Alabama Passes Law Allowing Adoption Agencies to Turn Away Gay Couples

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Alabama’s new governor, Kay Ivey, effectively legalized a form of discrimination on Wednesday when she signed a bill into law that allows faith-based adoption agencies the ability to refuse to allow gay couples to adopt.

House Bill 24, also known as the Child Placing Agency Inclusion Act, prohibits the state from discriminating against child placing agencies on the basis that the provider declines to provide a child placement that conflicts with their religious beliefs.

“I ultimately signed House Bill 24 because it ensures hundreds of children can continue to find ‘forever homes’ through religiously-affiliated adoption agencies,” Gov. Ivey said Wednesday. “This bill is not about discrimination, but instead protects the ability of religious agencies to place vulnerable children in a permanent home.”

HB 24 was passed last month with heavy support from the state’s legislature, after a vote of 23-9 in the Senate and a vote of 87-0 in the House, with six abstentions. However, opponents of the bill–including the state’s only openly gay lawmaker, Rep. Patricia Todd–protested, calling it “bigotry in the first degree.” Opponents believe it puts the religious beliefs of the placing agencies above the needs of the child.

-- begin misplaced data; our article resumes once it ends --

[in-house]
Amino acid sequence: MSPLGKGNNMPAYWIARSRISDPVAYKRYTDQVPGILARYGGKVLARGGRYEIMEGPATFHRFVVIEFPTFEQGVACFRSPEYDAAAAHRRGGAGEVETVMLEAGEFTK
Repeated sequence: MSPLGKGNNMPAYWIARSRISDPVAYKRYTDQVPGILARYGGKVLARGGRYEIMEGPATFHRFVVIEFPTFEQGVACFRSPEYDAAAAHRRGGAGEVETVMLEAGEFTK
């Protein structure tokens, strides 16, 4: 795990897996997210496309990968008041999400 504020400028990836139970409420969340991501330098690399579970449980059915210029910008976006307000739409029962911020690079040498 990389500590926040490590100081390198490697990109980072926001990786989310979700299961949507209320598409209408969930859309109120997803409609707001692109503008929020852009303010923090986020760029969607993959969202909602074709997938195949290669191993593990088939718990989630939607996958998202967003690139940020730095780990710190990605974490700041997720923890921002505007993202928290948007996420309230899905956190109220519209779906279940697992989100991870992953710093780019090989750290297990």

“We are deeply disappointed that the legislature and the governor took on this unnecessary, discriminatory bill instead of focusing on how to improve the lives of all Alabamians, no matter who they are or whom they love,” Eva Kendrick, state director of the Human Rights Campaign Alabama, told NBC News.

According to Kendrick, the new law will also permit agencies to refuse placements to mixed-faith couples, single parents, divorced people, or others whose family structure “conflicts” with the agency’s religious beliefs.

Ivey took office last month after the state’s former governor, Robert Bentley, was forced to resign after nearly being impeached following a sex scandal with a senior political advisor.

South Dakota, Michigan, North Dakota, and Virginia have passed similar laws. The law reportedly won’t apply to adoption agencies that receive federal or state funding.

Rep. Rich Wingo, who sponsored the bill, denied discrimination accusations, saying these adoption agencies should have their religious freedom protected.

“The bill is not to discriminate against anyone,” Wingo said. “Nowhere in the bill does it say anything like that or lead you to believe that.”

Alexis Evans
Alexis Evans is an Assistant Editor at Law Street and a Buckeye State native. She has a Bachelor’s Degree in Journalism and a minor in Business from Ohio University. Contact Alexis at



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